BAGHDAD, IRAQ - Iraq's presidency has rubber-stamped a US$58.9 billion budget for 2009, after billions were wiped off spending plans because of a sharp fall in oil prices, a government spokesman said on Friday.
"The presidential council approved yesterday and without modifying the 2009 budget adopted by parliament," said Nasser al-Ani, a spokesman for the council, which includes President Jalal Talabani and his two vice-presidents.
The budget, slashed by nearly a quarter in recent months, was passed by parliament in March, when oil prices had tumbled below an already downwardly revised forecast of US$50 a barrel.
New York's main contract fell on Friday to US$51.99 a barrel.
The shortfall in the country's finances comes at a difficult time for Iraq as the war-battered nation of 29 million people struggles to emerge from a brutal sectarian conflict triggered by the 2003 US-led invasion.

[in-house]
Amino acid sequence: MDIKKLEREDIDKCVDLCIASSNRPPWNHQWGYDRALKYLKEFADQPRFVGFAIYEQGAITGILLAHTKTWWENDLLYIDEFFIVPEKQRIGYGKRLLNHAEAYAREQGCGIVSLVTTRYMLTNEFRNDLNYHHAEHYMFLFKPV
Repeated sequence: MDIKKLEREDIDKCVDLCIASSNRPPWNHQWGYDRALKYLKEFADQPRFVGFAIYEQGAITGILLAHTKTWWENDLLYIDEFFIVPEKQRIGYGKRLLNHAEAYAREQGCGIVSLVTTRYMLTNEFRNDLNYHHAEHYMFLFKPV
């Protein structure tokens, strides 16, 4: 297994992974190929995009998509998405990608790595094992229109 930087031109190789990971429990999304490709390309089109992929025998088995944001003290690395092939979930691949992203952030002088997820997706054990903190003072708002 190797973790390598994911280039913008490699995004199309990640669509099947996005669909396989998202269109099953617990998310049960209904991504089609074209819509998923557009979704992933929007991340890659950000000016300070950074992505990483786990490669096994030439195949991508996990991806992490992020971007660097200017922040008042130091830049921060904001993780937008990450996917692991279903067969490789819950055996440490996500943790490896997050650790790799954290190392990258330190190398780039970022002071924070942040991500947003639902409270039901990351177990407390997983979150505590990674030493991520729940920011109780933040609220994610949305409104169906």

With violence now hovering around its lowest levels in six years, officials have pledged to set about the monumental task of rebuilding the country's shattered infrastructure.
Restoring basic services such as water, electricity and sewage disposal is crucial to ensuring that the sectarian bloodshed that peaked in 2006 and 2007 is not triggered again by civilian unrest.
A projected US$20.3-billion deficit is expected to be financed by unspent allocations from the 2008 budget.
As for state revenues, 86 percent are projected to come from oil sales, based on projected exports of two million barrels a day. --AFP